There’s no going back. After decades of incensed debate over the socio-linguistic value or the noxious ills of everyone’s favourite expletive, “fuck” has now achieved a permanent place in our everyday lexicon. As vocabularies shrink and sentence lengths contract, the word has become a conversational cure-all, a word to throw in whenever we get lost. It’s peppered throughout our movies, cable TV and video games. It is even slowly gaining acceptance in that most conservative of mediums, the newspaper. You can’t walk down the street (regardless of what neighbourhood you’re in) without hearing it. It’s on the tip of my tongue whether I’m frustrated or exhilarated. “Fuck” has arrived.

When I initially heard about Chris Anderson’s documentary, Fuck, I had high hopes. If done right, a doc examining what the expletive means today—and what it says about us and our language given the way we use it—would have been very welcome indeed. Unfortunately, Anderson’s film, as funny as it is, seems content to deal with the debate around “fuck” as though we were still in the late ’70s.

Anderson solicits comment from everyone from Billy Connolly, Drew Carey, Ice T, Bill Maher and the late Hunter S. Thompson (to whom the film is dedicated) to their adversaries in the great culture war: Alan Keyes, Michael Medved and Pat Boone. Anderson then cuts between interview segments so as to give the ridiculous impression that these folks are actually debating each other (at one point, the film’s editing suggests that that “Miss Manners” columnist Judith Mathers has torn her microphone off and walked out in response to comments made by runty porn star Ron Jeremy). While the effect is often humorous, it’s clearly manipulative. Moreover, it makes us wish that Anderson had really assembled his “experts” in the same room, so that we could witness them genuinely slinging oaths at each other.

While the film does a decent job of providing the history of the expletive in question, it never really brings us to the present day. Too much of it seems like an ode to the likes of free-speaking George Carlin and Lenny Bruce. I’m not suggesting these comics don’t deserve any laurels, but we’ve heard all this before. A frank look at “fuck” requires more than an extended argument over free speech. Late in the game, Anderson briefly discusses the word’s incursions into the executive branch of US government: the “fucks” batted about by the likes of Richard Nixon, Lyndon Johnson and Dick Cheney. His point—”See, you idiotic, fuck-quashing critics, even they say it!”—is not quite enough, however.

But maybe the doc (or book) that I’m waiting for needs more time to brew. In the meantime, if you’re looking for a laugh—and not a lot of thinking—Fuck is worth checking out. The Bill Plympton animated sequences that tie the film together are worth the price of admission alone.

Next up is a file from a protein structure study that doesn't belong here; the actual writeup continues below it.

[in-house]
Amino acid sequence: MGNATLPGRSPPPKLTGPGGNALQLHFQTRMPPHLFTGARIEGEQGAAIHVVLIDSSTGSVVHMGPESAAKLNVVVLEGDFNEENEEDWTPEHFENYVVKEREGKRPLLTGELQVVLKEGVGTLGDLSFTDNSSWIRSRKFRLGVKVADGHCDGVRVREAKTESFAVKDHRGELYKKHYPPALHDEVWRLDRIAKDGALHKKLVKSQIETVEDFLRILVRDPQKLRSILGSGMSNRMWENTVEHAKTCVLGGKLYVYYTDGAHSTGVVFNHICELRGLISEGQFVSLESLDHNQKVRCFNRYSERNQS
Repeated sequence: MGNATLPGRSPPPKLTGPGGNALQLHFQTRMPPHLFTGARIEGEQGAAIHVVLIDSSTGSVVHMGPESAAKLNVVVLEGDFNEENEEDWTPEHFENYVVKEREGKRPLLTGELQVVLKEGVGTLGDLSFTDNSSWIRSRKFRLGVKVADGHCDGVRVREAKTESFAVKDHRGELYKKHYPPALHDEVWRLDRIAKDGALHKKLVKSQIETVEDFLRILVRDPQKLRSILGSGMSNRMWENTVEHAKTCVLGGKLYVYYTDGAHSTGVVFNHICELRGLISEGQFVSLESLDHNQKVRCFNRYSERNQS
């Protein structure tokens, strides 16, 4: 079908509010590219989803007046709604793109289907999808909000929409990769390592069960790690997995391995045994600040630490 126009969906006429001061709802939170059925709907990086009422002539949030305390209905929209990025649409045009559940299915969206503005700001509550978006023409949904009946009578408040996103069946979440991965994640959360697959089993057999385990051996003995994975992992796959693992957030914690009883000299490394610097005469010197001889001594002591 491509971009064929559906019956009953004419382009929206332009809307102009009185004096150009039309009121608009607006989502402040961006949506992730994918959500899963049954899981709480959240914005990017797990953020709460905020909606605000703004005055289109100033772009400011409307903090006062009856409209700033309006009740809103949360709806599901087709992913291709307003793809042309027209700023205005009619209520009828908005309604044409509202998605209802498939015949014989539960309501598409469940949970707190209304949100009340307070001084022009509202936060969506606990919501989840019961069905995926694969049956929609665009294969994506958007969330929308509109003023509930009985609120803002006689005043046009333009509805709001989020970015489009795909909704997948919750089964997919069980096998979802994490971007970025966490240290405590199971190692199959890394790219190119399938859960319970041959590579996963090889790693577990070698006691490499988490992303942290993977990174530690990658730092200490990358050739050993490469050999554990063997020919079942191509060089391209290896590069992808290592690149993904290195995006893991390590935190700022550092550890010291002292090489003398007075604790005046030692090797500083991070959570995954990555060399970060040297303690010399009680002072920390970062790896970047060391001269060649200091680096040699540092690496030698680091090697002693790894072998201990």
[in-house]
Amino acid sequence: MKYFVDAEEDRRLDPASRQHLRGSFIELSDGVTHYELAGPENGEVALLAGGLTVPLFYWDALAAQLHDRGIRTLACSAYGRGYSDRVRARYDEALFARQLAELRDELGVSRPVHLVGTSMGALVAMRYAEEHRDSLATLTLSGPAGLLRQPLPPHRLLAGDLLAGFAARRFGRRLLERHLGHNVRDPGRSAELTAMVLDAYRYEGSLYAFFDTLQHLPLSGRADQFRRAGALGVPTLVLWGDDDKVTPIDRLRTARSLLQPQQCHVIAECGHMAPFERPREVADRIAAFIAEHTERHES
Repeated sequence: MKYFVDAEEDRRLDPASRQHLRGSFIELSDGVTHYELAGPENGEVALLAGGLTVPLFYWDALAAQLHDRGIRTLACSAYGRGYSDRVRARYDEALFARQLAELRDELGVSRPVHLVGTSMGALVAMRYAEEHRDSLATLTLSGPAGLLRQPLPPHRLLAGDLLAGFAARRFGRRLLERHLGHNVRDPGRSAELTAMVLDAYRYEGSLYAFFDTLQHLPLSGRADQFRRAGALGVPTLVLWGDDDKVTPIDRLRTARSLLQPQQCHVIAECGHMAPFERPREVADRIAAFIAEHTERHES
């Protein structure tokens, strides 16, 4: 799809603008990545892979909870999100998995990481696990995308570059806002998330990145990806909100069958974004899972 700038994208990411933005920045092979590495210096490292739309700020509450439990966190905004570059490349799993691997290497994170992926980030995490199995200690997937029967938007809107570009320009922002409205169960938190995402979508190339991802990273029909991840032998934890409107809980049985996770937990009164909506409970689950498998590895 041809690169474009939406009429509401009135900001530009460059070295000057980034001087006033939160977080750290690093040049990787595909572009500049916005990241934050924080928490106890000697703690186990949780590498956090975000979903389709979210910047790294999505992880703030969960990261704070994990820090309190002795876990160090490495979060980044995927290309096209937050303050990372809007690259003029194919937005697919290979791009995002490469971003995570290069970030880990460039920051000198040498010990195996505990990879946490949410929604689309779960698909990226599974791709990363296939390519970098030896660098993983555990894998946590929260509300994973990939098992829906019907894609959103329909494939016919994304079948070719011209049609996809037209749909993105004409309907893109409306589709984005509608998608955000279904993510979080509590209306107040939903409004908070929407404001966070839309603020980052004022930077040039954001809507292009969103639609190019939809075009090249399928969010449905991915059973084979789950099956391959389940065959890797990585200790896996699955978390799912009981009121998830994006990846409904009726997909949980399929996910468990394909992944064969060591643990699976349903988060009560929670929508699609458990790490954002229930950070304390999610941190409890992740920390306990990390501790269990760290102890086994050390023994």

Fuck opens on Dec. 1 at the Bloor Cinema (506 Bloor St. W.).

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For the little ones, this month’s Sprockets’ selection is German director Peter Trimm’s My Brother is a Dog. This delightful little flick tells the story of Marietta, a young girl with an obnoxious younger brother and quarreling granola-crunching parents. Mom sells clothes and trinkets to support their African foster child while Dad slaves away at improving the aerodynamics on his eco-car. What Marietta wants more than anything is a dog. She hordes her pocket change, but her parents refuse to let such a fleabag anywhere near the house. On her birthday, a package arrives from her foster brother. Marietta frantically peels back the wrapping to find only a rock. This rock, however, has magical powers. If you rub it just the right way, it will grant your deepest wish. When Marietta wishes for a dog, she could never have imagined that the lovable little Westie that appears at her door is her metamorphosed brat of a brother. Luckily, her parents are away and she’s able to convince her gullible, authoritarian grandmother that the rascal has gone with them. But what’s gonna happen when they get back? Though the film can’t possibly compete with the visuals on display in big budget American films of a similar ilk, My Brother is a Dog more than compensates for its cheap aesthetics with several spoonfuls of charm.

My Brother is a Dog screens as part of the Sprockets Globetrotter Series (Cineplex Odeon Sheppard Centre Grande Cinema, 4861 Yonge St.) on Dec. 3 at 12:30 p.m.